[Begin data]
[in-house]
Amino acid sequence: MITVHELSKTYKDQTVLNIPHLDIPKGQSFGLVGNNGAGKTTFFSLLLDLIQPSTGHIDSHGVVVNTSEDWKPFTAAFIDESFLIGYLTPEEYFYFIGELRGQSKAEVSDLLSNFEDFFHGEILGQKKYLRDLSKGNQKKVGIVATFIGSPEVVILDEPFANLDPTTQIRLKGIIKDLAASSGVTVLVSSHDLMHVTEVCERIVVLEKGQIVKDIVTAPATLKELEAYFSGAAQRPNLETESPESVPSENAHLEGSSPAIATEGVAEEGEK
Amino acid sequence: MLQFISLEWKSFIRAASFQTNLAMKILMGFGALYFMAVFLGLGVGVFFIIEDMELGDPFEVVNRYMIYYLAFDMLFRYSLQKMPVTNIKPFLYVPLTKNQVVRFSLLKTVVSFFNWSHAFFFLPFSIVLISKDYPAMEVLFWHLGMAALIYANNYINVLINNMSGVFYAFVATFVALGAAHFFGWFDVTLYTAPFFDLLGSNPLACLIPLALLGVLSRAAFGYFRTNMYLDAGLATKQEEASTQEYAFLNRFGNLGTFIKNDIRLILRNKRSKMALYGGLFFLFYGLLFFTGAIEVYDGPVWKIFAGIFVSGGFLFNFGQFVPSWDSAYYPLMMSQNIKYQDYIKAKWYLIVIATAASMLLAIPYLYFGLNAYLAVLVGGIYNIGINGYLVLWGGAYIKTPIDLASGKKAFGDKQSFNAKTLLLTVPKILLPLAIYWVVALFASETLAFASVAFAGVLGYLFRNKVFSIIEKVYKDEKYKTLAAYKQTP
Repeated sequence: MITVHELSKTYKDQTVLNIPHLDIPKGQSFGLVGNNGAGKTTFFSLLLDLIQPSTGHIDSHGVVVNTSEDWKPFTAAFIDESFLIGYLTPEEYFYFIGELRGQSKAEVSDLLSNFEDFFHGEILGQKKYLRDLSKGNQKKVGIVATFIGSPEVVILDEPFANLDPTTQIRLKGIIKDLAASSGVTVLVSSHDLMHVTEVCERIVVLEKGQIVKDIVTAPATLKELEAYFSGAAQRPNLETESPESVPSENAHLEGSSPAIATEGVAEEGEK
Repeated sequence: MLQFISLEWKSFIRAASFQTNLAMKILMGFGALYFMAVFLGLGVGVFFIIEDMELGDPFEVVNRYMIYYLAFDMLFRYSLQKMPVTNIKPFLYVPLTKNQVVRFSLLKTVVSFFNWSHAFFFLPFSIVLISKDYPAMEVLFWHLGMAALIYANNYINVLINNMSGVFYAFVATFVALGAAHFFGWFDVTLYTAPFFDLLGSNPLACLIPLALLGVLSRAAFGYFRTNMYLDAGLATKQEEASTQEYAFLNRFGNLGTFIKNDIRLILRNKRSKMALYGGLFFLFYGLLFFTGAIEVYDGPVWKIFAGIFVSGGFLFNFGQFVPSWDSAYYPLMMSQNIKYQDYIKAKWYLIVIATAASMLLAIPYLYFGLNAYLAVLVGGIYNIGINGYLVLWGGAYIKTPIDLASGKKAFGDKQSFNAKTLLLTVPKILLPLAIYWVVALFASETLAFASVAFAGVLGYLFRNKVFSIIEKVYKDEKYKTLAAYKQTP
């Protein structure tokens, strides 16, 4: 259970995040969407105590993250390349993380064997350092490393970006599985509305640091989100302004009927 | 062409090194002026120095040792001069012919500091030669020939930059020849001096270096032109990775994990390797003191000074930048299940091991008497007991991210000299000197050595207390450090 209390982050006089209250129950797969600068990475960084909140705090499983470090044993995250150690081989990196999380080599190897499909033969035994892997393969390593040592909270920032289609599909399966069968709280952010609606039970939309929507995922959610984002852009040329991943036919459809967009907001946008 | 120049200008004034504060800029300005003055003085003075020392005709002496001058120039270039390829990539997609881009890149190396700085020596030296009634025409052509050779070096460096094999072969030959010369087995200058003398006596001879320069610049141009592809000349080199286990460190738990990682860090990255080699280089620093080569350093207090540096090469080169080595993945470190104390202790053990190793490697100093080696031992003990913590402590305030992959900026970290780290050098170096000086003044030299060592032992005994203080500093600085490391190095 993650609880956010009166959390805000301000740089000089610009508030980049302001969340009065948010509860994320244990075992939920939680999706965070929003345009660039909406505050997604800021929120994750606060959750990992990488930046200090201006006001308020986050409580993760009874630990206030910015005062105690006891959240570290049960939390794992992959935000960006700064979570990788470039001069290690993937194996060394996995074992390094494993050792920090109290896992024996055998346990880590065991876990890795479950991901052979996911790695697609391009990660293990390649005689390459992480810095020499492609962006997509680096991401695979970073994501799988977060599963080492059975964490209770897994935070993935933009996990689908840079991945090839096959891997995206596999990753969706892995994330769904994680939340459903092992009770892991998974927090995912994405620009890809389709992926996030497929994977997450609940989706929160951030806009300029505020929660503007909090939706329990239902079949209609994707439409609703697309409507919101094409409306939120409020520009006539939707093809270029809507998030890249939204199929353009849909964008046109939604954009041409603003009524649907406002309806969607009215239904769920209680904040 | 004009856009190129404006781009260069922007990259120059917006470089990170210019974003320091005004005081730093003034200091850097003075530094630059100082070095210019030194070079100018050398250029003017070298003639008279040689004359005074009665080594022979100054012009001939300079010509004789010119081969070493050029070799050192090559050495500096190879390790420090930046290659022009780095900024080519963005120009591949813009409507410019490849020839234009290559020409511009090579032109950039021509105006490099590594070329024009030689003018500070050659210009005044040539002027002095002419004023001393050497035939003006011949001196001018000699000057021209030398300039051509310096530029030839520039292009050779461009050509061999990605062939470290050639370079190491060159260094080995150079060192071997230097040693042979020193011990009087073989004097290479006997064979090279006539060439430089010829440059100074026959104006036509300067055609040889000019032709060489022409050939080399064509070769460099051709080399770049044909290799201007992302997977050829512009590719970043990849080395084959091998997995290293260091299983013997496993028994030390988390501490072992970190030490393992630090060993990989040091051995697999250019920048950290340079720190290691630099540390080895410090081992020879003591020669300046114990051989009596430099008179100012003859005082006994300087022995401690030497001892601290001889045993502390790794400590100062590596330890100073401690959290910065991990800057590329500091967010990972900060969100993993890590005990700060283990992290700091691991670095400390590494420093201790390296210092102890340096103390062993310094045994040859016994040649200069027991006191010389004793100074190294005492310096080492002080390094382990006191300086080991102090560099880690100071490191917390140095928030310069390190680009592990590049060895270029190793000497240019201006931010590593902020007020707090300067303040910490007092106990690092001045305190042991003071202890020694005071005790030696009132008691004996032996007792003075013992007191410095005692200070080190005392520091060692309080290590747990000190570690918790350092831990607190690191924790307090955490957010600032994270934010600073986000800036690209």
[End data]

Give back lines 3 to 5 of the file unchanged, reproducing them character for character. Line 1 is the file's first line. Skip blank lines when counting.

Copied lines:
Amino acid sequence: MLQFISLEWKSFIRAASFQTNLAMKILMGFGALYFMAVFLGLGVGVFFIIEDMELGDPFEVVNRYMIYYLAFDMLFRYSLQKMPVTNIKPFLYVPLTKNQVVRFSLLKTVVSFFNWSHAFFFLPFSIVLISKDYPAMEVLFWHLGMAALIYANNYINVLINNMSGVFYAFVATFVALGAAHFFGWFDVTLYTAPFFDLLGSNPLACLIPLALLGVLSRAAFGYFRTNMYLDAGLATKQEEASTQEYAFLNRFGNLGTFIKNDIRLILRNKRSKMALYGGLFFLFYGLLFFTGAIEVYDGPVWKIFAGIFVSGGFLFNFGQFVPSWDSAYYPLMMSQNIKYQDYIKAKWYLIVIATAASMLLAIPYLYFGLNAYLAVLVGGIYNIGINGYLVLWGGAYIKTPIDLASGKKAFGDKQSFNAKTLLLTVPKILLPLAIYWVVALFASETLAFASVAFAGVLGYLFRNKVFSIIEKVYKDEKYKTLAAYKQTP
Repeated sequence: MITVHELSKTYKDQTVLNIPHLDIPKGQSFGLVGNNGAGKTTFFSLLLDLIQPSTGHIDSHGVVVNTSEDWKPFTAAFIDESFLIGYLTPEEYFYFIGELRGQSKAEVSDLLSNFEDFFHGEILGQKKYLRDLSKGNQKKVGIVATFIGSPEVVILDEPFANLDPTTQIRLKGIIKDLAASSGVTVLVSSHDLMHVTEVCERIVVLEKGQIVKDIVTAPATLKELEAYFSGAAQRPNLETESPESVPSENAHLEGSSPAIATEGVAEEGEK
Repeated sequence: MLQFISLEWKSFIRAASFQTNLAMKILMGFGALYFMAVFLGLGVGVFFIIEDMELGDPFEVVNRYMIYYLAFDMLFRYSLQKMPVTNIKPFLYVPLTKNQVVRFSLLKTVVSFFNWSHAFFFLPFSIVLISKDYPAMEVLFWHLGMAALIYANNYINVLINNMSGVFYAFVATFVALGAAHFFGWFDVTLYTAPFFDLLGSNPLACLIPLALLGVLSRAAFGYFRTNMYLDAGLATKQEEASTQEYAFLNRFGNLGTFIKNDIRLILRNKRSKMALYGGLFFLFYGLLFFTGAIEVYDGPVWKIFAGIFVSGGFLFNFGQFVPSWDSAYYPLMMSQNIKYQDYIKAKWYLIVIATAASMLLAIPYLYFGLNAYLAVLVGGIYNIGINGYLVLWGGAYIKTPIDLASGKKAFGDKQSFNAKTLLLTVPKILLPLAIYWVVALFASETLAFASVAFAGVLGYLFRNKVFSIIEKVYKDEKYKTLAAYKQTP